Relatives of in-line skate and ski champion Richard Taylor who died after a collision, say his donated organs have saved six lives.
Richard Taylor died after hitting a lamppost and fracturing his skull
Among the recipients was a terminally ill mother of a 10-month-old baby.
Mr Taylor, 23, from Barry in south Wales fractured his skull when he hit a lamppost in an accident in August 2004.
"He was able to save a family by saving a mother's life with a liver donation," his mother Gaynor said.
"Her baby has now got a mother for the rest of her life," she added.
"It made us so proud of the fact that he'd even considered it (organ donation) and it did helped us through.
"After Richard's death hospital staff approached us and asked us if we would consider giving his organs. I had no problems with that because it was something that we believed in anyway.
"The relief that we felt after agreeing to it and they came back to us later and told us he was already registered as a donor.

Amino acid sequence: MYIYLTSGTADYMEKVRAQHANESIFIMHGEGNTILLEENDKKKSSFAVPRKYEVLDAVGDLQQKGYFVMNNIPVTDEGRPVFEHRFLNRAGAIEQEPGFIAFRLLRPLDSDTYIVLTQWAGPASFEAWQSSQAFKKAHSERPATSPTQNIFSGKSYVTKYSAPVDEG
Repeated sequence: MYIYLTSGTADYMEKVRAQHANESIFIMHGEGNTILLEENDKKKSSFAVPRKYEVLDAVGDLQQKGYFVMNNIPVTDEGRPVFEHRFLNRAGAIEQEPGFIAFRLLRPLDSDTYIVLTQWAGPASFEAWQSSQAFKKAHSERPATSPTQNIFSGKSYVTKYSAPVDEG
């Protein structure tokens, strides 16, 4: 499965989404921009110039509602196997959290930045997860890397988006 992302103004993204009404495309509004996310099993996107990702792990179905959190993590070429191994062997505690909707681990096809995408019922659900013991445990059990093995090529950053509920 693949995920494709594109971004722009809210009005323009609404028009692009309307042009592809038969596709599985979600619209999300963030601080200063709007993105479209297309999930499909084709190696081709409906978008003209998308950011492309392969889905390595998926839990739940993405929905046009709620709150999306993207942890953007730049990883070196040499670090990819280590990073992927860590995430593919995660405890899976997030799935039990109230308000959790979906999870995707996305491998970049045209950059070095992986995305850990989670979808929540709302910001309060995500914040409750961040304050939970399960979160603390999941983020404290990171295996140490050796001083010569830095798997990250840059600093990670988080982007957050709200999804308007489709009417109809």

Organs donated following Richard Taylor's death saved six lives
"But I was really upset because I realised that if we'd said 'no' at that very traumatic time, even though he'd registered, his organs wouldn't have been used."
It is a concern that has prompted a warning from Sue Falvey from the organ donation body Donor Care and Coordination for UK Transplant.
"It really does demonstrate how important it is for us as individuals to tell those closest to you what you do want in the event of your death," she said.
"Then at a dreadful time for the family they don't have to make the decision because you've already made it."
Mrs Taylor added: "My belief is that if you have a donor card and have registered, you should talk to your nearest and dearest."
"But you should also ask them to agree before hand and say 'these are my wishes and I want you to carry them out'."
Shortly after he hit a lamppost last year, Mr Taylor died from his injuries at the University Hospital of Wales in Cardiff.
A month before his accident he won the UK National In-Line skating championships, for the second year in a row.
He had turned professional when he was just 15 and had travelled around Europe, America and Australia putting on shows for thousands of teenage fans.
And he had also turned to freestyle skiing, and had competed in the British Freestyle Skiing and Snowboarding Championships in France winning the 'big air' ski title.